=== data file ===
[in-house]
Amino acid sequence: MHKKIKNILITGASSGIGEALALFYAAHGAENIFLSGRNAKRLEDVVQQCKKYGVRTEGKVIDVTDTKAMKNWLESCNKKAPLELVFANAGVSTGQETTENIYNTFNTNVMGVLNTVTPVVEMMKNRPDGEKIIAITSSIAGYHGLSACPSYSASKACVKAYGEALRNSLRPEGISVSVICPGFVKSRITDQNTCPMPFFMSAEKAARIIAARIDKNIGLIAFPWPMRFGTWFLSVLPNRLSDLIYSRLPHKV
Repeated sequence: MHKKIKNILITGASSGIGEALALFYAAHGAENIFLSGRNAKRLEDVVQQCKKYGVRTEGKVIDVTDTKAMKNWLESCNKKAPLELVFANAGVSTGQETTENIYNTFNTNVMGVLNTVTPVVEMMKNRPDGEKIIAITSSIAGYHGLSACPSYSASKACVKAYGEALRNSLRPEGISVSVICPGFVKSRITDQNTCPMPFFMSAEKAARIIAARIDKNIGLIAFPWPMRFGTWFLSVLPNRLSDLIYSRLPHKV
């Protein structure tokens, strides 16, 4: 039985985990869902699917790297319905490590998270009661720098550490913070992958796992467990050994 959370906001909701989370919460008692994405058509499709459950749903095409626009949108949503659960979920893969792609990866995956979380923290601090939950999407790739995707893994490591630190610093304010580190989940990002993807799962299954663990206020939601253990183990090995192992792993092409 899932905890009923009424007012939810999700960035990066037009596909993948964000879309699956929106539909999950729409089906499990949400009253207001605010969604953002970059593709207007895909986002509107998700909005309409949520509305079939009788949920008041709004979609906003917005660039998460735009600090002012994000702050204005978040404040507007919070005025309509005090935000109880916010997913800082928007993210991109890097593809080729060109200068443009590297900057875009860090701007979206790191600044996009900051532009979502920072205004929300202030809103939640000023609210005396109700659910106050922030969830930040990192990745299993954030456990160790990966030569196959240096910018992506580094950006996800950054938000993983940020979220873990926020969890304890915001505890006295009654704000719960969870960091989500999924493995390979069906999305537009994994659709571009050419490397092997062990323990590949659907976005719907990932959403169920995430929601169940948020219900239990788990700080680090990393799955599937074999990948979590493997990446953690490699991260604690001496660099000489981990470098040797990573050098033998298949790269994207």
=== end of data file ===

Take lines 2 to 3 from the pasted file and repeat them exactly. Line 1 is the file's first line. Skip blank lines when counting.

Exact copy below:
Amino acid sequence: MHKKIKNILITGASSGIGEALALFYAAHGAENIFLSGRNAKRLEDVVQQCKKYGVRTEGKVIDVTDTKAMKNWLESCNKKAPLELVFANAGVSTGQETTENIYNTFNTNVMGVLNTVTPVVEMMKNRPDGEKIIAITSSIAGYHGLSACPSYSASKACVKAYGEALRNSLRPEGISVSVICPGFVKSRITDQNTCPMPFFMSAEKAARIIAARIDKNIGLIAFPWPMRFGTWFLSVLPNRLSDLIYSRLPHKV
Repeated sequence: MHKKIKNILITGASSGIGEALALFYAAHGAENIFLSGRNAKRLEDVVQQCKKYGVRTEGKVIDVTDTKAMKNWLESCNKKAPLELVFANAGVSTGQETTENIYNTFNTNVMGVLNTVTPVVEMMKNRPDGEKIIAITSSIAGYHGLSACPSYSASKACVKAYGEALRNSLRPEGISVSVICPGFVKSRITDQNTCPMPFFMSAEKAARIIAARIDKNIGLIAFPWPMRFGTWFLSVLPNRLSDLIYSRLPHKV